PPPs Privatisation In Disguise

Press Release – Green Party

The Key Government’s plan to give private industry a stake in the ownership of new public assets is simply privatisation in disguise, said Green Party Co-leader Metiria Turei today.PPPs Privatisation In Disguise

The Key Government’s plan to give private industry a stake in the ownership of new public assets is simply privatisation in disguise, said Green Party Co-leader Metiria Turei today.

The Government plans to introduce a new requirement for public-private partnerships (PPPs) to be considered for all new public infrastructure projects worth more than $25 million.

“Opening the floodgates to PPPs will simply result in the transfer of large parts of the health, justice, education, and transport sectors into private ownership,” said Mrs Turei.

“It feels like the beginning of the 1990s all over again.

“All the evidence is that PPPs don’t work because taxpayers take all the risk while the private sector takes all the profit. PPPs leave the public locked into fixed contracts with private investors who make easy money from the asset, while the public bears all the risk if anything goes wrong.

“It’s simple — public schools and public hospitals should be public assets.

The Green Party today again called for the Government to create infrastructure bonds for New Zealanders to invest in rather than raise financing via the failed PPP model. Bonds would give New Zealander investors a fixed interest rate return on their investment

“If we allow a private stake in our key infrastructure, the risk is always that it will be sold to the highest bidder overseas and overseas companies will not run New Zealand assets according to our best interests. Bond issues avoid this outcome altogether.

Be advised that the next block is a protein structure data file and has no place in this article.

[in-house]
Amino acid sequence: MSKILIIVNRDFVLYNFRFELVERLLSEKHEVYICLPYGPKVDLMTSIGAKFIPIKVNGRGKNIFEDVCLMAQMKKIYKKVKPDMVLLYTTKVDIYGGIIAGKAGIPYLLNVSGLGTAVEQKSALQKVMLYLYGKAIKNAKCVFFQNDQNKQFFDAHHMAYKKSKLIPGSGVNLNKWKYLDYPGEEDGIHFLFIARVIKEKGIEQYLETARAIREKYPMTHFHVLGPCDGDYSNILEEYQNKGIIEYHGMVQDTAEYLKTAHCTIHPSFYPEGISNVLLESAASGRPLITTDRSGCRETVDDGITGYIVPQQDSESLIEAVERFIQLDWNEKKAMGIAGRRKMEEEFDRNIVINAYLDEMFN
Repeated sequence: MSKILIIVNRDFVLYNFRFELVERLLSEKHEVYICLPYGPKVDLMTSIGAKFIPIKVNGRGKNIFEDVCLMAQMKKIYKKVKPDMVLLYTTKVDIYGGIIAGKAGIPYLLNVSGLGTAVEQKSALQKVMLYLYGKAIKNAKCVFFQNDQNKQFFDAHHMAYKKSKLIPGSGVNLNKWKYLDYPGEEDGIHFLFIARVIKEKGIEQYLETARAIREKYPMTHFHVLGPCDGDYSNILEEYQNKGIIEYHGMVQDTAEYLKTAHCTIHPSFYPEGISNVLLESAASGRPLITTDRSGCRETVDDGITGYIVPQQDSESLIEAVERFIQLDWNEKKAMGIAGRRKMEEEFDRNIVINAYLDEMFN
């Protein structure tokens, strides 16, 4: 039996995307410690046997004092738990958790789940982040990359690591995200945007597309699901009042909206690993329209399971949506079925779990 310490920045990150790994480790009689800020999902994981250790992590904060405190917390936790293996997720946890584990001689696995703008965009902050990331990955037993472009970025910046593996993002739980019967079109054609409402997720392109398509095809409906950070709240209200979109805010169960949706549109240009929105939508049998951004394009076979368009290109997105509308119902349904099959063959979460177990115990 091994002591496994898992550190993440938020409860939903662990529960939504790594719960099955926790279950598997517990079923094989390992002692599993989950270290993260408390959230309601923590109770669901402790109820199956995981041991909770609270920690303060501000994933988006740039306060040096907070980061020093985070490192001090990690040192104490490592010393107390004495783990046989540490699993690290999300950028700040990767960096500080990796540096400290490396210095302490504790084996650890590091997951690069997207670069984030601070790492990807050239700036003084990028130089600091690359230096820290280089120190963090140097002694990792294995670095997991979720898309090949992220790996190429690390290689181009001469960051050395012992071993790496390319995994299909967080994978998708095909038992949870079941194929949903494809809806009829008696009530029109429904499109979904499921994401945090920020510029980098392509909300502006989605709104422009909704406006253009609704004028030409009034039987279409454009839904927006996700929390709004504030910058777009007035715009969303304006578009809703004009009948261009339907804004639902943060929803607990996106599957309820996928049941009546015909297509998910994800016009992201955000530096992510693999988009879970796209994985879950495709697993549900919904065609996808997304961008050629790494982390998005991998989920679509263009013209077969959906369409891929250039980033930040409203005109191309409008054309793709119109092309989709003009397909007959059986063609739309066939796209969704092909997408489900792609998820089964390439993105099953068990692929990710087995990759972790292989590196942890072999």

“If the aim is to mobilize private sector skills and resources then this can be achieved via contracting in those skills, as is current standard practice.”

There are numerous examples from the United Kingdom and Australia of PPPs failing to deliver and in some cases costing the taxpayers millions of dollars. Even the New Zealand Treasury has advised that there is little evidence that PPPs work.

“We agree that we need to encourage value for money from the public sector spend but PPPs are not the way to achieve it. Alternatives like infrastructure bonds will create better value for money outcomes for the New Zealand taxpayer,” said Mrs Turei.

For further information: Public Private Partnership (PPP) projects — Myth busting, Australia Institute of Project Management www.aipm.com.au/html/media_release_public_private_partnership_ppp_projects.cfm

Financing Infrastructure Projects: Public Private Partnerships (PPPs), Treasury report 2006
www.treasury.govt.nz/publications/research-policy/ppp/2006/06-02/tpp06-02.pdf

ENDS

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